In the past year, there has been a personalized medicine success story- a “cure” has been found for patients with a rare cystic fibrosis (CF) mutation via the development of a drug called Kalydeco (the pronunciation is similar to “kaleidoscope”). However, a true cure for most patients with CF remains to be found. But in the meantime, there have been some exciting developments aimed at treating most patients with CF.
A nice summary of the most recent developments can be found here. I will try to give my own summary below!
Cystic fibrosis is a disease caused by mutations in the CFTR (cystic fibrosis transmembrane conductance regulator) gene. It is a large gene, and there are many different mutations in the CFTR gene that can lead to cystic fibrosis. It is an autosomal recessive disease, meaning that someone with cystic fibrosis got a mutated CFTR gene from both their father and their mother, who are generally asymptomatic CF carriers. Cystic fibrosis is characterized by a build-up of mucus in the lungs, leading to progressive lung disease. There is also mucus clogging of the pancreatic ducts, leading to various gastrointestinal issues and malabsorption. The average life expectancy is about 37 years. Treatment for CF includes using various inhaled medicines, vibrating vests to help loosen mucus in the lungs, pancreatic enzymes to aid absorption of fats, and often antibiotic treatment for lung infections. Due to malabsorption issues, a high calorie diet is important.
An example of what it is like to care for a child with CF can be found here. Caring for a child with cystic fibrosis is almost a full-time job- they must make their children undergo breathing treatments multiple times every day, make sure they adhere to a high calorie diet, and remember to take their enzymes before eating. They must closely observe their child’s health, especially to their coughing and wheezing, and make sure to keep their child away from anyone who is sick. And they often spend a lot of time seeing doctors or being in the hospital.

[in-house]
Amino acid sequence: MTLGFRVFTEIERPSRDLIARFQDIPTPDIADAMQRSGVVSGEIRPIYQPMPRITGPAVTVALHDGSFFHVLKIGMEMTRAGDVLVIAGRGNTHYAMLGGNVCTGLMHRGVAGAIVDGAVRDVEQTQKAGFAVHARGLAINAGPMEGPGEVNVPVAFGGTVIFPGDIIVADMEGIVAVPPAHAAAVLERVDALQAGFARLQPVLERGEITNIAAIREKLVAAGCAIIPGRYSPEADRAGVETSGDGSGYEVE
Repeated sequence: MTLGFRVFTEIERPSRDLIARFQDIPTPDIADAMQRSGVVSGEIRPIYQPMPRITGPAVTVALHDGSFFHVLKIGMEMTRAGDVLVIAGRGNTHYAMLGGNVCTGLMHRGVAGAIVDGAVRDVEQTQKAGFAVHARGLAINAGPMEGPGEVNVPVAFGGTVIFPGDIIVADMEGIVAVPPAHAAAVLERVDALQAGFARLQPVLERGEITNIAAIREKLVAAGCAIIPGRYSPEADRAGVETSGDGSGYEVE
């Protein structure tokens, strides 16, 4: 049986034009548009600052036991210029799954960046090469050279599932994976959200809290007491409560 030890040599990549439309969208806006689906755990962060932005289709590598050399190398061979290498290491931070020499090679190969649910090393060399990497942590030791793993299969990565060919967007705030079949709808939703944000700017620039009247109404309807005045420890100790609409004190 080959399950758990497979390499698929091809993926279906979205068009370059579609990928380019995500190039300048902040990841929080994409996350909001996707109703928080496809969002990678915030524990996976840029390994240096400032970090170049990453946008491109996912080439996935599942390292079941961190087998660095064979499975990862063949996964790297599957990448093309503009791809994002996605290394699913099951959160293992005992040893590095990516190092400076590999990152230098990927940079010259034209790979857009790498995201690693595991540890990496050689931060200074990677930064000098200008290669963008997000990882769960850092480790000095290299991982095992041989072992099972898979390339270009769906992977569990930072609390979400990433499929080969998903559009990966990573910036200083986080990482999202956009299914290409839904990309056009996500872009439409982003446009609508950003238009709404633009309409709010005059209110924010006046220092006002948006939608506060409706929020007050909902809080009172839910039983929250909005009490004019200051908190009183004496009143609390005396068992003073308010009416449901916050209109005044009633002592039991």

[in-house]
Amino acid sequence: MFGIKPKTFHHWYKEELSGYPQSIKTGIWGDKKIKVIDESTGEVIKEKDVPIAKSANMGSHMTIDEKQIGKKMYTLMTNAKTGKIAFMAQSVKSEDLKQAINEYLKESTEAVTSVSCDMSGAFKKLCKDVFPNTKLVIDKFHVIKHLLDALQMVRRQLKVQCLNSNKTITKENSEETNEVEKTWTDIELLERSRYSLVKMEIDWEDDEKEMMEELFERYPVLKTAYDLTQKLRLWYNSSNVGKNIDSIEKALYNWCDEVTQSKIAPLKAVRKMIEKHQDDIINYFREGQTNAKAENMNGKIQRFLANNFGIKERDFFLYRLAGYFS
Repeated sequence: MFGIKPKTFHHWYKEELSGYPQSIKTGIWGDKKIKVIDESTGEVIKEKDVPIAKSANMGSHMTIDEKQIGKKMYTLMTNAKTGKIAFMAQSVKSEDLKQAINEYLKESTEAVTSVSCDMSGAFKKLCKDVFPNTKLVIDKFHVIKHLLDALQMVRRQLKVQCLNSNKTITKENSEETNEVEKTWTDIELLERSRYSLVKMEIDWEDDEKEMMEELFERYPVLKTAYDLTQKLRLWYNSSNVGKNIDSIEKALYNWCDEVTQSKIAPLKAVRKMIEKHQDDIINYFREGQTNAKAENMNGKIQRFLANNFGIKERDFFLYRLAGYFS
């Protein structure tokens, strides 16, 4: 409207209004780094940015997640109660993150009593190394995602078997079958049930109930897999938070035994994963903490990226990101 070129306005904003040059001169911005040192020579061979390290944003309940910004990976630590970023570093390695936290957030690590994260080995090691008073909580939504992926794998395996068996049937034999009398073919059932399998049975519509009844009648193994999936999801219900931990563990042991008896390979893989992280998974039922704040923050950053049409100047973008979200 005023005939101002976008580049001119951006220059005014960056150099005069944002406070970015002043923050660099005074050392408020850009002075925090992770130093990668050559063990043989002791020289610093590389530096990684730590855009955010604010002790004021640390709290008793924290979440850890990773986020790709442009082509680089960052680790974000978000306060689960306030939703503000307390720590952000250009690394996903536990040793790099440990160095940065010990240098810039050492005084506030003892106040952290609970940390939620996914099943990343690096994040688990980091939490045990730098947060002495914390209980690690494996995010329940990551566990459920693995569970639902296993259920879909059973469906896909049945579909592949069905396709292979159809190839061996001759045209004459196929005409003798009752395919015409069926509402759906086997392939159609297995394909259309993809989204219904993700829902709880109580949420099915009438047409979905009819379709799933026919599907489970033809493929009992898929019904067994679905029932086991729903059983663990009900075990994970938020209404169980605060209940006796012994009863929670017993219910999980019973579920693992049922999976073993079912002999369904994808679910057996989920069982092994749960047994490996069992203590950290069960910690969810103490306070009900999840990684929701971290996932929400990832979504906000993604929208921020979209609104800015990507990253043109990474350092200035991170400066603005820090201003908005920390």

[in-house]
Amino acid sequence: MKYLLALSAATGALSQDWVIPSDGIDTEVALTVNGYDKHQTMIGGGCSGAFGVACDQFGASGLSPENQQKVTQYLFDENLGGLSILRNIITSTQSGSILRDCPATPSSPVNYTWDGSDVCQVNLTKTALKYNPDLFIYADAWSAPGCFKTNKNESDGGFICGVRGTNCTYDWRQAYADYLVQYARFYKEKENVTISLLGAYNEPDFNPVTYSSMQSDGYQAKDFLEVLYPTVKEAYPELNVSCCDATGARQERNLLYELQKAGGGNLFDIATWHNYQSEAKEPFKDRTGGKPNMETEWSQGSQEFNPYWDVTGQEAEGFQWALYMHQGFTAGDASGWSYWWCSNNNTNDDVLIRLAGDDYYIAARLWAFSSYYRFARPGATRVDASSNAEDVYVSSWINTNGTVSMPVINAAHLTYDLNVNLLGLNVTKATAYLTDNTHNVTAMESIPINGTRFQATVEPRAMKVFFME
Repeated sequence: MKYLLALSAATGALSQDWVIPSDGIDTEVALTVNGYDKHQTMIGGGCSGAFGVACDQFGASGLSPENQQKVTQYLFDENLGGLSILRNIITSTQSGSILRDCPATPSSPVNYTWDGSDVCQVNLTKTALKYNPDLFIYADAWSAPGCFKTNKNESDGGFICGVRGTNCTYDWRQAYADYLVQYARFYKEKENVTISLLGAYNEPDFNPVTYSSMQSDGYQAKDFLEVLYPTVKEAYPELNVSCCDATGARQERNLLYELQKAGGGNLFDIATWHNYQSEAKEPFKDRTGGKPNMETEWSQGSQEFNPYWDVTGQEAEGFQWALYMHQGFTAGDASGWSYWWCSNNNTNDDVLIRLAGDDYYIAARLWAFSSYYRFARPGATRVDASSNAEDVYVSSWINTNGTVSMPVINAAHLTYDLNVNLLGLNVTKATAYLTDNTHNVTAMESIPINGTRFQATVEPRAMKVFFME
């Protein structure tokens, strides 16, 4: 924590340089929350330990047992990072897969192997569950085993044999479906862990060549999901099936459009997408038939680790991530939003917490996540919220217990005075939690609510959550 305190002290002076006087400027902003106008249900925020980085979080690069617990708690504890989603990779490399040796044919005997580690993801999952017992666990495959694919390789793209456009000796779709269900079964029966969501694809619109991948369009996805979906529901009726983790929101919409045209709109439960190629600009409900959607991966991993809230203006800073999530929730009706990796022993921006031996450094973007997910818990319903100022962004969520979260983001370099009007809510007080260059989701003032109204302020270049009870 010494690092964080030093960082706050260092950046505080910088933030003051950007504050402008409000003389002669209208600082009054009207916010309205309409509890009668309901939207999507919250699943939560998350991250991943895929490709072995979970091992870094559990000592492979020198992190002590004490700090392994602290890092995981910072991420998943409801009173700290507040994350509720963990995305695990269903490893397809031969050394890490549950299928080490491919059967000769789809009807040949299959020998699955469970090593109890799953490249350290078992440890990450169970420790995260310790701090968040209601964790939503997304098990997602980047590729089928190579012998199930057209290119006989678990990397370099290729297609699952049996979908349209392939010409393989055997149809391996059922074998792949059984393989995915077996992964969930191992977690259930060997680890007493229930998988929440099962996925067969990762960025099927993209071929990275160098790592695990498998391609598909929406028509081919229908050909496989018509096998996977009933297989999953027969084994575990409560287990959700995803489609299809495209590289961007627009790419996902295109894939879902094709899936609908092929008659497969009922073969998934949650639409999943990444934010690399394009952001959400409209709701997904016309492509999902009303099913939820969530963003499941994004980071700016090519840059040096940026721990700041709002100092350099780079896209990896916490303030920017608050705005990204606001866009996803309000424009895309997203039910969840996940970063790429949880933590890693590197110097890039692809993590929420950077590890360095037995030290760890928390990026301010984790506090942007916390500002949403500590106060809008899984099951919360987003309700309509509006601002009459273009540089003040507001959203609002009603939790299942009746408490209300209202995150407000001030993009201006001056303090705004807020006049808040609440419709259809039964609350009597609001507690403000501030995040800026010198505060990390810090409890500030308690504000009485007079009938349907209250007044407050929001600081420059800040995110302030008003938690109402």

There have currently been 3 new drugs developed to treat CF. The first is Kalydeco (also known as Ivacaftor), which I mentioned above. The others are Lumacaftor and VX-661.
There are various mutations that cause CF. Here is a link from the CF Foundation website on the various mutations.
The CFTR gene codes for a protein that is inserted into the apical membrane of lung and intestinal tissue, as well as the vas deferens and the sinuses. The protein’s main function is to act as a chloride channel, and it helps to maintain an airway liquid layer, which in turn helps with mucus clearance. There are five general classes of CFTR mutations. The most common mutation, F508del, is a Class II mutation, meaning that there is an issue in the processing of the CFTR protein- either it is misfolded or targeted for degradation by a proteasome, so there is not enough of the CFTR protein to prevent CF symptoms. The drug Kalydeco is meant to target the G551D mutation (Class III), though it now appears to benefit patients with Class III-V mutations. Kalydeco (Ivacaftor) is a potentiator drug, meaning that it helps the protein (chloride channel) come to the surface of the cell and carry out its functions. The other two drugs, Lumacaftor and VX-661, are CFTR correctors, meaning that they help correct the misfolding of the CFTR protein, as seen in Class II mutations. VX-661 is still quite new, but is supposed to be a similar but better version of Lumacaftor. In many clinical trials going on, both a potentiator and a corrector are given together.
Other drugs in the works to treat CF include 2nd generation modulators. One of these drugs targets sodium channels (the CFTR protein also regulates an epithelial sodium channel (ENaC)). In shutting down ENaC, for example, the water layer can be restored (the layer is too thin in CF patients, resulting in dehydrated mucus).
These CF drugs are for the most part available as part of a clinical trial. Kalydeco is extremely expensive (about $300,000 a year). Insurance is supposed to cover it in most cases. These drugs are not yet available for young children.
This is all exciting news for the CF community- CF is a difficult, lifelong disease, and hopefully treatment will be available for most patients soon, letting them live normal, long lives.
Orkambi, a combination of ivacaftor (Kalydeco) and lumacaftor, just got FDA approval for use in patients with homozygous F508del mutations! Link to NYTimes article here.